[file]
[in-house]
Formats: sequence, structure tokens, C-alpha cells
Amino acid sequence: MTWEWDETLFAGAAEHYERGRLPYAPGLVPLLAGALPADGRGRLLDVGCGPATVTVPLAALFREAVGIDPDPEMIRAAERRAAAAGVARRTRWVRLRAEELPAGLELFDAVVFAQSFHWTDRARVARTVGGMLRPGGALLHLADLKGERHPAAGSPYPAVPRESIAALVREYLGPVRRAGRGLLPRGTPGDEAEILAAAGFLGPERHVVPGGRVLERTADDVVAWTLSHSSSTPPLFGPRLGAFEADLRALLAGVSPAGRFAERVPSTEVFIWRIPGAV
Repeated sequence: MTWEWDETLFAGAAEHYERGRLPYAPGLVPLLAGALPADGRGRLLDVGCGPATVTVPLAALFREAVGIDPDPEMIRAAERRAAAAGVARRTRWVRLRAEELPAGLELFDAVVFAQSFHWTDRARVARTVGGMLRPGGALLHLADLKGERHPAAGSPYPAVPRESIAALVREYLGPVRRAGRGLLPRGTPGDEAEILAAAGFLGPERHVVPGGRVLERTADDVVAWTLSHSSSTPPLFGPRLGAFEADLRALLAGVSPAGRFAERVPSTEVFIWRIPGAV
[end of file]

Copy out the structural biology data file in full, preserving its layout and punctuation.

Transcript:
[in-house]
Formats: sequence, structure tokens, C-alpha cells
Amino acid sequence: MTWEWDETLFAGAAEHYERGRLPYAPGLVPLLAGALPADGRGRLLDVGCGPATVTVPLAALFREAVGIDPDPEMIRAAERRAAAAGVARRTRWVRLRAEELPAGLELFDAVVFAQSFHWTDRARVARTVGGMLRPGGALLHLADLKGERHPAAGSPYPAVPRESIAALVREYLGPVRRAGRGLLPRGTPGDEAEILAAAGFLGPERHVVPGGRVLERTADDVVAWTLSHSSSTPPLFGPRLGAFEADLRALLAGVSPAGRFAERVPSTEVFIWRIPGAV
Repeated sequence: MTWEWDETLFAGAAEHYERGRLPYAPGLVPLLAGALPADGRGRLLDVGCGPATVTVPLAALFREAVGIDPDPEMIRAAERRAAAAGVARRTRWVRLRAEELPAGLELFDAVVFAQSFHWTDRARVARTVGGMLRPGGALLHLADLKGERHPAAGSPYPAVPRESIAALVREYLGPVRRAGRGLLPRGTPGDEAEILAAAGFLGPERHVVPGGRVLERTADDVVAWTLSHSSSTPPLFGPRLGAFEADLRALLAGVSPAGRFAERVPSTEVFIWRIPGAV